What exactly are effective math lessons?  If your answer has to do with students getting the correct answer, passing a test or even liking math, then I will have to disagree with you.  Sometimes as teachers I think we get too wrapped up in answers and we don't focus enough on the process.

A Different Way of Teaching

So often our math methodology involves telling the student what steps to follow and then having them practice, practice, practice.  It's kind of like serving a grilled cheese sandwich to them every day for lunch.  Eventually, they get bored and frustrated.  However, if instead of serving a grilled cheese sandwich we just provided the ingredients and the opportunity to learn to make it, we give them so much more.

Math is the same way.  It's easy for us to tell because that is what teachers are supposed to do, right?  Well, not exactly.  We actually rob our students of opportunities to learn to DO math themselves.  Math is thinking, it's problem-solving.  Not just a 'look for the keywords' kind of problem-solving but the 'think it through' kind of problem-solving.

One of the wisest things I was ever told about math is this, "There's more than one way to skin a cat."  {Please don't email about this being an animal cruelty statement.  No cats were harmed - just wisdom shared which I wanted to pass on to you too!}  For most kinds of math problems, there is more than one way to get to the correct answer.  Our students need to know this and they need to know how to think through it.  Let's give them the ingredients and the opportunities and see what they can do.

This, my friends, teaching our students to think through math, is what I call an effective math lesson.  Answers don't have to be right for learning to happen.  In fact, I dare say that more learning happens with incorrect answers when we challenge our students to find their mistakes.

So what does this look like in the classroom?

Well, it has to start with us, the teachers.  We have to be willing to take the first step - the hardest one.  We have to be willing to do things differently.  Instead of thinking of yourself as a math teacher, think of yourself as a problem-solving facilitator.  Give your students the ingredients, offer guidance when needed, and then let them loose to see what they figure out on their own.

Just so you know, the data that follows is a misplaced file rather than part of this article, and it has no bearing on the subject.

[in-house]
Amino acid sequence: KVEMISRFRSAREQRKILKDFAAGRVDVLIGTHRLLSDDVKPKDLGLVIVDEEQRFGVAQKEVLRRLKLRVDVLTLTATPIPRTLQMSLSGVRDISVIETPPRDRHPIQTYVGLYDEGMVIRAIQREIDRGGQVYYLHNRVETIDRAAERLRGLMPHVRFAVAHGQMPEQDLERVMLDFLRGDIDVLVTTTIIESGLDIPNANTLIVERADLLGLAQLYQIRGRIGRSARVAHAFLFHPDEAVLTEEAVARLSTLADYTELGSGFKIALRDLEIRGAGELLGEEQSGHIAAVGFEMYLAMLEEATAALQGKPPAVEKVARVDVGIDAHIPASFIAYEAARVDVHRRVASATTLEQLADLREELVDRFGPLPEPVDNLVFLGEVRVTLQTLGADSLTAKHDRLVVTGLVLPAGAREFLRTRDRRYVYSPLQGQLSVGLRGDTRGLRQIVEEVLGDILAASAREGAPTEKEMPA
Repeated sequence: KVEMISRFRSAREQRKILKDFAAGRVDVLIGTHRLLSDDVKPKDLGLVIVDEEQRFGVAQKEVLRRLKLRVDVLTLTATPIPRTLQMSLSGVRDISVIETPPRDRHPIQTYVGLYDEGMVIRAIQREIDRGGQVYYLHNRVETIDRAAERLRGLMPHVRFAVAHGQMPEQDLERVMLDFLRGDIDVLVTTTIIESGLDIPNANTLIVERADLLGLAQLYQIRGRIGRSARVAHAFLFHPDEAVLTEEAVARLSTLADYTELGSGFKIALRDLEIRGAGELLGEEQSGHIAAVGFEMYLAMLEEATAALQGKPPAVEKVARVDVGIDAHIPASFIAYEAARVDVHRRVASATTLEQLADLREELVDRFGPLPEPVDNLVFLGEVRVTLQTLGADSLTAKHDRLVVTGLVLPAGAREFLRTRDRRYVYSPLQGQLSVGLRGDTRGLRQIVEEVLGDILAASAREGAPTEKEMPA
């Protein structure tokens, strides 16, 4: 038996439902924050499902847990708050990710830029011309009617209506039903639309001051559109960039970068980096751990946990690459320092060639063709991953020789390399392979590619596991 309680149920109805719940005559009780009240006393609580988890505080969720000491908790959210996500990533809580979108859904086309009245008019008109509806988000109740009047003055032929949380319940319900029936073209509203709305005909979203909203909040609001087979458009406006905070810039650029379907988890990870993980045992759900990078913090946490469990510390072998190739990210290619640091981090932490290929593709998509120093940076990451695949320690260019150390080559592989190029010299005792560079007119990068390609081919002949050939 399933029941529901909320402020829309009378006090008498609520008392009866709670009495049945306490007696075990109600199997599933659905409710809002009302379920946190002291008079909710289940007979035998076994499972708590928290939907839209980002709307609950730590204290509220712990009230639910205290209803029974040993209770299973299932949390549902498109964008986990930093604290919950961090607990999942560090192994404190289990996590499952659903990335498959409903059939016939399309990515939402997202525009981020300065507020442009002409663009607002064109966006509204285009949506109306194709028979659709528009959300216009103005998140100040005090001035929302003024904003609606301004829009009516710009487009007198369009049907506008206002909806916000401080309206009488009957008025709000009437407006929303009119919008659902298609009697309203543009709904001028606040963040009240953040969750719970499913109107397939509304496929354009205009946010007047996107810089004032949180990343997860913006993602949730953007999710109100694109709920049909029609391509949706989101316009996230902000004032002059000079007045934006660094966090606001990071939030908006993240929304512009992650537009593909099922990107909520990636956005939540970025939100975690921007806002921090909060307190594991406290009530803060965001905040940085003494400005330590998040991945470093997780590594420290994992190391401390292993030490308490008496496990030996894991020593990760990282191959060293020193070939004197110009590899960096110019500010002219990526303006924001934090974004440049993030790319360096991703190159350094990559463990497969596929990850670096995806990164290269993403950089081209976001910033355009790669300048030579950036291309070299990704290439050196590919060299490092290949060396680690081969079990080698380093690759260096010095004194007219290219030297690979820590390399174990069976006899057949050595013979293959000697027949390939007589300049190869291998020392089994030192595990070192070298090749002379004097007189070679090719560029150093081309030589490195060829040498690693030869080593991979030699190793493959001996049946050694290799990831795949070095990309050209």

For example, you might give them the sum and one of the addends and ask them to figure out the other addend: 5 + ? = 9. You will see that students will approach this differently.  Some will use a counting up method while others use subtraction.  Some will draw a picture and others will grab manipulatives.  Are any of these wrong?  Absolutely not.  Are any of these the right way?  Yes, all of them!   Regardless of how the students get there, they will work it out while being focused and engaged in the learning.  In their own ways, they will remember what they did and be able to do it again in the future.  They might even learn a new method from a classmate.

Do it again and again.  Give your students lots of opportunities to figure it out themselves.  Model math talk and problem-solving thinking.  Talk about math and make math a normal part of everyday life.  We can change the environment of the math classroom by changing the methodology.  It won't be easy, because we have to change ourselves first.  But we can do it! We can create effective math lessons.
Before your next math lesson say this to yourself: "Don't tell them what to do, give them the ingredients."

Where Do I Start?

Do you need a little help figuring out where to start?  I have put together several problem-solving pages that will give you the start you need.  Did you know that there are 11 different types of addition and subtraction problems?  Here's an amazing bundle that gives your students practice in all of the problem types.

Create a Classroom of Problem Solvers

Have you ever heard the statement "Give a man a fish and he eats for a day; teach him to fish and he eats for a lifetime?"  It's this exact concept that we can put into practice in our classrooms.  We can tell them what to do or we can teach them to think like problem solvers.  I don't know about you but I want the latter for my students.

Save this for Later . . .

Just pin this to your favorite classroom Pinterest board so you come back when you are ready to teach your students important problem-solving skills.